Before you begin creating applications, it is important to understand and distinguish the two types of workspaces that you will encounter while using the extension.
VS Code workspace¶
VS Code workspace is the collection of one or more folders that are opened together in VS Code with associated settings.
When you open a folder using File > Open Folder..., a single-folder workspace is opened and the workspace settings are stored in the
If a project's code is distributed across several folders, as in the case of an application and library code, you might need a multi-root workspace. A multi-root workspace is created by adding new folders using File > Add Folders to Workspace.
Until saved, the multi-root workspace settings are stored in a temporary file.
We recommend to always save the multi-root workspace to a
.code-workspace file using File > Save Workspace As....
You can quickly check where the workspace settings are stored and the current values using the
Preferences: Open Workspace Settings (JSON) command from the Command Palette.
West workspace is a collection of folders that are jointly version-controlled using the west management tool. A west workspace is indicated by a
.west folder that contains the west workspace configuration.
Typically, when working with Workspace applications, you will open a west workspace as a VS Code workspace.
The extension stores information such as the nRF Connect SDK version, the nRF Connect SDK toolchain, and the application list in the VS Code workspace settings.
The extension uses built-in and custom variables to replace local system paths while storing the settings. This makes the workspace file suitable for checking in to version control and sharing between developers.
See Additional settings information for more details about variable substitution.
Storing an application and its settings¶
Based on the type of your current workspace, an application and its settings are saved in one of the following files:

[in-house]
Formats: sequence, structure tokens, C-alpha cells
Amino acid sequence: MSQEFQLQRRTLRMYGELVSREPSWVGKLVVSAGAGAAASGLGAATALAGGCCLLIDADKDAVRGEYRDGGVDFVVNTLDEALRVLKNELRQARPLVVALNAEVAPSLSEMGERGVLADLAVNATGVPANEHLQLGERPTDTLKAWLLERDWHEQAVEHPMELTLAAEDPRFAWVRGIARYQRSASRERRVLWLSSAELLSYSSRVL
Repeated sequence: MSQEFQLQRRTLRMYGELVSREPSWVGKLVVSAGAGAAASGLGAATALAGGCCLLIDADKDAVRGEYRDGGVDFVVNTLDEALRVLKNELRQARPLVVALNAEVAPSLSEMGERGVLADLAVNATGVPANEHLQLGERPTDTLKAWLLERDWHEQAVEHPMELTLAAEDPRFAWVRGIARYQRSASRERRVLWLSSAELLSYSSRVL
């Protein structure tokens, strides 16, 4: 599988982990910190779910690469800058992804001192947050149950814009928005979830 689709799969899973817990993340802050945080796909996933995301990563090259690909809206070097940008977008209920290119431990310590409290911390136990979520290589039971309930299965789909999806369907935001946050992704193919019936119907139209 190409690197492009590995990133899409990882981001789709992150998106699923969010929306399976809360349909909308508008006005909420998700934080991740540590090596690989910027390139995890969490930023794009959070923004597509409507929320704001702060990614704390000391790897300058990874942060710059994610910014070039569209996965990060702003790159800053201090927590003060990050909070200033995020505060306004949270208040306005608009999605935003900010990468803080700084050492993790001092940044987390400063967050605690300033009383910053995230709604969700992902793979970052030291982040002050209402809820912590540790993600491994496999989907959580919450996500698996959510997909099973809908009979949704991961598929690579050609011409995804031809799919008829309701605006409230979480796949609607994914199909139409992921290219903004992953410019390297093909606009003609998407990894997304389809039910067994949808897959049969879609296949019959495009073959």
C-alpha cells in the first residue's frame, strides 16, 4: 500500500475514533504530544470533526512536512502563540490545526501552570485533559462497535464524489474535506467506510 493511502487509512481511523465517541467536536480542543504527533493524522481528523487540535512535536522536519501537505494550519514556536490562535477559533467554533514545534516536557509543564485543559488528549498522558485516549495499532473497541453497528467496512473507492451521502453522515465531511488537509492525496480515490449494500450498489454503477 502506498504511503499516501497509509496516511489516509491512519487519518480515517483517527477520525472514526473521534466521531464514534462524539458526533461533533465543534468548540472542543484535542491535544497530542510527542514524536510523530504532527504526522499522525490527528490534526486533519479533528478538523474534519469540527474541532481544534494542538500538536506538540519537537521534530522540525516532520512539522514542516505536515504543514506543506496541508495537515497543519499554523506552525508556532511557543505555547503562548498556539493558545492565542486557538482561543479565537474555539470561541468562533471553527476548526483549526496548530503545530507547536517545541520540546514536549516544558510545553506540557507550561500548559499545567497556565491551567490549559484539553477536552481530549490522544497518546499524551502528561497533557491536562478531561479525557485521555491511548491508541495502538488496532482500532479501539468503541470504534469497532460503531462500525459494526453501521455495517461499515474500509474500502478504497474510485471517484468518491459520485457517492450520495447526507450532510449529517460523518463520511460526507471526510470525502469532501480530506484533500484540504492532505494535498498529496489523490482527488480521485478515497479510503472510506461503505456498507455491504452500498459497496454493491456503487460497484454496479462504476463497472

For multi-root workspaces:
For a single-root workspace:
To learn more about general VS Code workspace mechanisms, see the workspace documentation in the VS Code documentation.
If you have not saved the current workspace you are working in, then the file containing information about your application and its settings is saved in a temporary location. This temporary file is not meant to be interacted with directly. It is deleted at the end of the session unless you save the workspace. When saving the workspace, you are asked for a location to save it in.
If you have not saved your current workspace but want to recover your applications and their configurations, see the Recovering unsaved changes section of this page.
Handling application settings¶
Within the workspace options, the
nrf-connect.applications setting controls which applications are listed in the Applications View. When a new application location is added to that setting, the extension scans the application directory for build directories and adds them to the Applications View.
Recovering unsaved changes¶
If you have made changes to your application without saving the workspace settings, they can be restored. VS Code will never remove any of the build configurations on its own. However, as the list of applications in your workspace is stored in the workspace settings, VS Code will lose track of them if you exit without saving. When you reopen the unsaved workspace, your application and build configurations will not appear in the Sidebar.
You can restore an application by creating a new workspace and then adding the application back into the workspace. To do this, click on Add an existing application in the Welcome View, and choose the folder where your application is stored. The application will reappear in the Applications View.